With the ongoing implementation of the Affordable Care Act (ACA), people still have questions about what it means for them. Renaissance appreciates your business and remains determined to make this process as smooth as possible.
Pediatric dental coverage is listed as one of the 10 Essential Health Benefits (EHB) under the ACA. Therefore, starting on January 1, 2014, Renaissance will have plan options that include pediatric dental coverage. Upon your renewal you will need to tell us if you require such a policy change.
Below is a list of frequently asked questions to help guide you through ACA related policy changes:
Frequently Asked Questions:
The ACA mandates that all policies issued in the small group and individual insurance markets provide coverage for certain benefits, which are commonly referred to as Essential Health Benefits (EHBs). Those benefits include the following:
- Ambulatory patient services
- Emergency services
- Maternity and newborn care
- Mental health and substance use disorder services, including behavioral health treatment
- Prescription drugs
- Rehabilitative and habilitative services and devices
- Laboratory services
- Preventive and wellness services and chronic disease management
- Pediatric services, including oral and vision care
If you are 65 or older and have Medicare coverage, you are not required to purchase an EHB-compliant plan for yourself. The ACA will have no impact on your dental plan offering.
To the extent that you have one of the below scenarios or you have purchased medical coverage that meets minimum essential coverage requirements your policy may not need to be EHB compliant.
- Employer-sponsored coverage (including COBRA coverage and retiree coverage);
- Medicare Part A coverage and Medicare Advantage;
- Most Medicaid coverage;
- Children’s Health Insurance Program (CHIP) coverage; and
- Certain types of veterans health coverage administered by the Veterans Administration
Generally, EHB-compliant pediatric dental benefits are provided up to age 19 unless a state selects a higher age. For example, the state of Kentucky mandates that EHB-compliant dental coverage must be provided up to age 21.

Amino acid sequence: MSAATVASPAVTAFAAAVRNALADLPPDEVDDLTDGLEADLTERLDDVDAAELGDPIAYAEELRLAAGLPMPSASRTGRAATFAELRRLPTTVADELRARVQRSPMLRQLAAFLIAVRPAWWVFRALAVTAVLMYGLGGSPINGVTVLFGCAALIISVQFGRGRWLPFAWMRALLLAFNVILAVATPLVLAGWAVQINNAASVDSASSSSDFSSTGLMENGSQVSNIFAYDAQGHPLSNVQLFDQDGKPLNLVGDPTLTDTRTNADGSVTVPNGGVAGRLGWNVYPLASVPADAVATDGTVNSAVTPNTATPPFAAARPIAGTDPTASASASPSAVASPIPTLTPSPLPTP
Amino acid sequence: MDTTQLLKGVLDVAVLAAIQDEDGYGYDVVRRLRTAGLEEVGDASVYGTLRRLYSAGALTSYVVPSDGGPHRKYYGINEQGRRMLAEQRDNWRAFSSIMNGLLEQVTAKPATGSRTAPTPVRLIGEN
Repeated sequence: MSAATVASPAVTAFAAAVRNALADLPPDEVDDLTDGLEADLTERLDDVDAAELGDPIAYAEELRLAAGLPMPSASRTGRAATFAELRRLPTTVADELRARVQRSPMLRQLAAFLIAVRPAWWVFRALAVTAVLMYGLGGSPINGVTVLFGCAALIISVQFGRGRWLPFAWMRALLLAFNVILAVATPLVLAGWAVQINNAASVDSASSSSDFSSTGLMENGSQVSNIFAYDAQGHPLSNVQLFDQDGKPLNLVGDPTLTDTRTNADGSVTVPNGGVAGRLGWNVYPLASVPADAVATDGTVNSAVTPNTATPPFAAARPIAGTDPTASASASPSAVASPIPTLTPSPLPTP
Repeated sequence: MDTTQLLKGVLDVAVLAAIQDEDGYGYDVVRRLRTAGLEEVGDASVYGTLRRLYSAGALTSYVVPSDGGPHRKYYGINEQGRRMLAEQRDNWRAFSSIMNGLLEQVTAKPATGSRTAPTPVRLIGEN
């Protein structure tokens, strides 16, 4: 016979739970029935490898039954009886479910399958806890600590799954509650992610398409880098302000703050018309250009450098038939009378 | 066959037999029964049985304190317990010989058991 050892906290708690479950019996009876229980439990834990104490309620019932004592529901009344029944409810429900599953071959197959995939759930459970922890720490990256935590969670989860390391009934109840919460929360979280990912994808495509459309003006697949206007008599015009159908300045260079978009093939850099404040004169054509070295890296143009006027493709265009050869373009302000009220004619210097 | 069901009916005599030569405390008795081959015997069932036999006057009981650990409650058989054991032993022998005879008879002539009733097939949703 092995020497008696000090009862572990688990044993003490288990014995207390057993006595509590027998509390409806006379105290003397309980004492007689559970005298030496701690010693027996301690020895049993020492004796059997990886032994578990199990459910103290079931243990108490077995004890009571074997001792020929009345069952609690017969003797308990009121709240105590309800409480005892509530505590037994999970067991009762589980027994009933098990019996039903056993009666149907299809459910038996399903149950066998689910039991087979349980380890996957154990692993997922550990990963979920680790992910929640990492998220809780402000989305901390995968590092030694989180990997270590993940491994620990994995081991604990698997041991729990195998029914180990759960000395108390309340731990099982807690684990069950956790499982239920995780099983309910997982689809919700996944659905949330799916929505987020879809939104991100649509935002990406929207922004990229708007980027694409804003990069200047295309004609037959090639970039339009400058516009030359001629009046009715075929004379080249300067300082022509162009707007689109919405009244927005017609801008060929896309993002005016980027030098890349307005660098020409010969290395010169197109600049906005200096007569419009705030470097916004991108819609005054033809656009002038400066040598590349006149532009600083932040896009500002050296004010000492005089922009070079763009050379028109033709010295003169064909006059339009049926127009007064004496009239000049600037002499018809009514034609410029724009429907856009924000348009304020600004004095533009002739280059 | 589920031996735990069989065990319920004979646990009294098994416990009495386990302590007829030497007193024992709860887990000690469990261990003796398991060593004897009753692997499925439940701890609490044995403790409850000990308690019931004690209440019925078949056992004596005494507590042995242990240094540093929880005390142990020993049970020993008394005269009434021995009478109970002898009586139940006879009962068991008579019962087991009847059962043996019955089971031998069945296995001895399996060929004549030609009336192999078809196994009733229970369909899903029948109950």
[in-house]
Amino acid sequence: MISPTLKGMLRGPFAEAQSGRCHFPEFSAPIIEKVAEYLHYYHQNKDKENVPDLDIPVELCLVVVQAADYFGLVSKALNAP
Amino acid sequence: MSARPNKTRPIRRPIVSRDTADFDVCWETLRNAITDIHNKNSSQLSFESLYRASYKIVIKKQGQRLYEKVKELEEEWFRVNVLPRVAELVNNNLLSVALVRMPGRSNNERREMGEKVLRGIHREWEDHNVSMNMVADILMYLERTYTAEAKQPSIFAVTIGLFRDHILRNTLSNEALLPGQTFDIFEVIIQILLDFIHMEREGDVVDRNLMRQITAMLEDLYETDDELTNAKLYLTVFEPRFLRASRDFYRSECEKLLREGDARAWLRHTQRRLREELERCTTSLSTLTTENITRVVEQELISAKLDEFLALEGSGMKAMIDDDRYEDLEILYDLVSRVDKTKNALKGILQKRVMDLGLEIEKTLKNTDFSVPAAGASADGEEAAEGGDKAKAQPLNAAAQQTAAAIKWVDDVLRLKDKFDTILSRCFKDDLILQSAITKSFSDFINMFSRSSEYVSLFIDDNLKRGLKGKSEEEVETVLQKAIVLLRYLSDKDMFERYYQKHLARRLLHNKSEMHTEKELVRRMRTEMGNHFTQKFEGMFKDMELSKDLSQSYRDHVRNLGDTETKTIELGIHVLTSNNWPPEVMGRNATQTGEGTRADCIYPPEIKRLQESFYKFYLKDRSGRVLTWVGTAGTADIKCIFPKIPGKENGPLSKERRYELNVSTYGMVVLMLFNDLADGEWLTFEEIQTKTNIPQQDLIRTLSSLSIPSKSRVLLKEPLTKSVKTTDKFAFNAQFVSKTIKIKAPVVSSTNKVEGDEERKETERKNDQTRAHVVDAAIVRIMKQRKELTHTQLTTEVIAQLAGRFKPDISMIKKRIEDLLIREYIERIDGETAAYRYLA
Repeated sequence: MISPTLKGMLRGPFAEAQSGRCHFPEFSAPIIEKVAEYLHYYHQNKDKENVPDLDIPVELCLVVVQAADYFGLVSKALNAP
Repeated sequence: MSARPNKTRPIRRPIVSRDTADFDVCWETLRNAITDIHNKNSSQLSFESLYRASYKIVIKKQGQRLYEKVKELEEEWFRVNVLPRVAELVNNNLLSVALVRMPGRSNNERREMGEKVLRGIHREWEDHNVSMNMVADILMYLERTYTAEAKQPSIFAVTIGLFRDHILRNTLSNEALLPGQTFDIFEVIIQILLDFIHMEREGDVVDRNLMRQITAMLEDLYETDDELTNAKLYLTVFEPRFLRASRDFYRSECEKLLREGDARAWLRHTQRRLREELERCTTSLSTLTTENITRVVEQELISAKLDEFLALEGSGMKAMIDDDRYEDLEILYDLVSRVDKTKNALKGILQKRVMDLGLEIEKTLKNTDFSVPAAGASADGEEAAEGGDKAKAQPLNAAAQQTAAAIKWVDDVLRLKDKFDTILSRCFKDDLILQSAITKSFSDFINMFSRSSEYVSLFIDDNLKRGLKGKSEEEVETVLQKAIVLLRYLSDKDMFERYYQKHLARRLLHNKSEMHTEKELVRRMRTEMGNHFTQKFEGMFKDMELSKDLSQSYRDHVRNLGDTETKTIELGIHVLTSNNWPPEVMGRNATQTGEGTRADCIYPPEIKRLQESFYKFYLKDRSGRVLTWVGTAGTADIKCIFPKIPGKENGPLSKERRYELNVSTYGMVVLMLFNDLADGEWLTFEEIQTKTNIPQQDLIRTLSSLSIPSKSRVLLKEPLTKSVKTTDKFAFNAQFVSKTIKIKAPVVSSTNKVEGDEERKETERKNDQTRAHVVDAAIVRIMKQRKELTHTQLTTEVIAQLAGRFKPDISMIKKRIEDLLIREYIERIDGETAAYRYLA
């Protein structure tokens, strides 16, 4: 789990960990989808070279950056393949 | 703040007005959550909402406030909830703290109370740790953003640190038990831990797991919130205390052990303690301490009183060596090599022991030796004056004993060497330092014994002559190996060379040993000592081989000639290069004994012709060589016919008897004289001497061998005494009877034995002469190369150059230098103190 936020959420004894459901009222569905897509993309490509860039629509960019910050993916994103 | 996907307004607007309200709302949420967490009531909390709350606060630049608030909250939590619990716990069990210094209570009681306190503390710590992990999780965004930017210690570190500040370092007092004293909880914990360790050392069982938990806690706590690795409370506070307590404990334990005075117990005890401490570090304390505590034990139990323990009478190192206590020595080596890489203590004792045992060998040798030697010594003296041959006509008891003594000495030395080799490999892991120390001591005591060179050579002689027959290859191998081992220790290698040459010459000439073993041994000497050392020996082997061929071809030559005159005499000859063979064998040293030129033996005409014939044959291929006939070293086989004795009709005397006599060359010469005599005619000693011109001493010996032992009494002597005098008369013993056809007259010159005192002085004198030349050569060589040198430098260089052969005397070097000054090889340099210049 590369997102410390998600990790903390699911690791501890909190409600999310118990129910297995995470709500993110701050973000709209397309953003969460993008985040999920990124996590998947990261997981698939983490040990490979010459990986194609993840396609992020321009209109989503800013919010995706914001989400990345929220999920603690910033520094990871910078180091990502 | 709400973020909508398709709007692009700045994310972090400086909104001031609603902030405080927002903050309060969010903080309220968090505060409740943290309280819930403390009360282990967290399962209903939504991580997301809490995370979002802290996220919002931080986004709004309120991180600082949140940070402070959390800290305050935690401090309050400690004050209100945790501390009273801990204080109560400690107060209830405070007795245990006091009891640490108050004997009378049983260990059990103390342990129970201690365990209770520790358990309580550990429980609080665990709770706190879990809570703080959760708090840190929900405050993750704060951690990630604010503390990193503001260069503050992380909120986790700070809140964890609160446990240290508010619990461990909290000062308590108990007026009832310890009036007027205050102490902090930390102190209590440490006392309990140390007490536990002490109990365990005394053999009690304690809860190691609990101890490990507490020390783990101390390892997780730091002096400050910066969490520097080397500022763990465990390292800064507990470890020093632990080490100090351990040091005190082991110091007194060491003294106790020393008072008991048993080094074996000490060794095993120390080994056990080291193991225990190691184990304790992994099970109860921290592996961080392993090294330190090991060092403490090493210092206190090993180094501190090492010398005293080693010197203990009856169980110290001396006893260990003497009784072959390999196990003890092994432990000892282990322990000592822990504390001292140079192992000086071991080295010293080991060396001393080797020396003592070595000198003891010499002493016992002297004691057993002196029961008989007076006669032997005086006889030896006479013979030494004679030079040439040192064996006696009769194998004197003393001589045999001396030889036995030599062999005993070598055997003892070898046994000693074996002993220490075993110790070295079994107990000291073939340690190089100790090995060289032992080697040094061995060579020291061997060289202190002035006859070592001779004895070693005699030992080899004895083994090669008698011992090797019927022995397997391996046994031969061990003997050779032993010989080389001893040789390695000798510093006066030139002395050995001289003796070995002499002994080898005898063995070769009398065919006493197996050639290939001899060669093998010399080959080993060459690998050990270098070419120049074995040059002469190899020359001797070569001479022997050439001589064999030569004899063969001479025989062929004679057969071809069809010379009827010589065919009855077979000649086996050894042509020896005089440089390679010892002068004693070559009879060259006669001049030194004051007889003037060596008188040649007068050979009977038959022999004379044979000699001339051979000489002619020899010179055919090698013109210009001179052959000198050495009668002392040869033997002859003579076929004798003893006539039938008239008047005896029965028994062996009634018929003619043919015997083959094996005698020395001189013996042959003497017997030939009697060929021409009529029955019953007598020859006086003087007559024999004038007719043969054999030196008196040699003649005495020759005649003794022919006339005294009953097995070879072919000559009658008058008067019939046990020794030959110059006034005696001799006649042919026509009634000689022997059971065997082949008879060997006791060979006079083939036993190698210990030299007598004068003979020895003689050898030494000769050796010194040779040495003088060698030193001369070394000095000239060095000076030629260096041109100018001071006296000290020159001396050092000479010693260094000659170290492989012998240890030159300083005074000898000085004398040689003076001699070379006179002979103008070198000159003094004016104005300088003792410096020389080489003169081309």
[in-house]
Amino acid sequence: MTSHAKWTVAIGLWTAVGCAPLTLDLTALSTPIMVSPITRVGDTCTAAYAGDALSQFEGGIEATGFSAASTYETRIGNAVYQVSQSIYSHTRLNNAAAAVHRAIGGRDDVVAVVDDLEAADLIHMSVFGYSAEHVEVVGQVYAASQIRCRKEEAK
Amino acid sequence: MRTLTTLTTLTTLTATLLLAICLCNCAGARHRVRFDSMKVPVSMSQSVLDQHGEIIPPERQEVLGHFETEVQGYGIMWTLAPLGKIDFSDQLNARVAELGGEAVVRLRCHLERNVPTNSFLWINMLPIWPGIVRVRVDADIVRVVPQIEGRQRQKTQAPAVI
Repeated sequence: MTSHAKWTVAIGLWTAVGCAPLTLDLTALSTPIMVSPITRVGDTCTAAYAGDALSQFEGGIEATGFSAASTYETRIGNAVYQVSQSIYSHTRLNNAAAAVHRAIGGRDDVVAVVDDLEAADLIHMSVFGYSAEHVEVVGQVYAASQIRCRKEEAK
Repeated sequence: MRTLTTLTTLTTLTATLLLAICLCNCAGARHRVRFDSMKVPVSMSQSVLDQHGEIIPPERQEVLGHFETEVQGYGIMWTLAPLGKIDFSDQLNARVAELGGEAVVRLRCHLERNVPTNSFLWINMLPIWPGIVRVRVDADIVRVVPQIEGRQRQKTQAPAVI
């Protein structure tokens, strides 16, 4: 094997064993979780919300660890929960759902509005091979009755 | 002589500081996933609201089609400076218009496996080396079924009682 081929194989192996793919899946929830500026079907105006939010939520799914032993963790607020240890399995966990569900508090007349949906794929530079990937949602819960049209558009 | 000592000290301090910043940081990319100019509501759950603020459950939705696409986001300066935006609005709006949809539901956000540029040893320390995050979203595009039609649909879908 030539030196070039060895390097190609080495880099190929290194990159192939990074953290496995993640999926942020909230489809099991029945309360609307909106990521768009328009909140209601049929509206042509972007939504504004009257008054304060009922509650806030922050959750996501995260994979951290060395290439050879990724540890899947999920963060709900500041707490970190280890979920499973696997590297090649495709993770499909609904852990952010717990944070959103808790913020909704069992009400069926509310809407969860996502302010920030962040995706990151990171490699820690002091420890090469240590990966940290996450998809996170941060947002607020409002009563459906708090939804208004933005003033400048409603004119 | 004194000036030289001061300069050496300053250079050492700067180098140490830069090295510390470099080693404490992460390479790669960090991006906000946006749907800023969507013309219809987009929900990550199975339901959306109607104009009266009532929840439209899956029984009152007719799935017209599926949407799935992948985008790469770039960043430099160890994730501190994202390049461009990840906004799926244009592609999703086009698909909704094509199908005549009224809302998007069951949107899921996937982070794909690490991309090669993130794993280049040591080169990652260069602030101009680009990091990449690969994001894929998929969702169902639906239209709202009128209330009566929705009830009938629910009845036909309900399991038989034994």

Orthodontia is covered as an EHB in most states. However, it may only be covered to the extent it is “medically necessary.”
Adults may have different benefits than their children/dependents who are under age 19 and enrolled in an EHB-compliant plan.
Dental benefits may be embedded in a medical plan. However, medical deductibles are often much higher than dental, and non-preventive dental expenses may not be covered until the medical deductible is reached. Even if benefits are embedded, you may want to check your options with a supplemental individual dental plan.
Individual who are at or below 400% of the poverty level will only receive subsidies (Premium Tax Credits) to help with insurance premiums when they purchase in the Individual Marketplace. They will not receive subsidies if they purchase through their employer. Also, these subsidies will apply to medical coverage first and may not be large enough to cover pediatric dental benefits. Subsidies cannot be used to purchase adult dental benefits. Note that if an employer covers part of the cost of an employee’s benefits, the employee is not eligible for a subsidy through the Individual Marketplace.
The policy will be active any time after January 1, 2014, based on new enrollment or renewal if you notify us that you require an EHB-compliant policy.
No, starting January 1, 2014, there will not be annual or lifetime limits on services described as EHB.
Typically, the out-of-pocket maximum is the maximum amount that the individual will pay in a given benefit year for in-network EHB covered services. Out-of-pocket expenses that count towards the out-of-pocket maximum include your deductible, co-pay, and co-insurance. This may vary slightly depending on your state.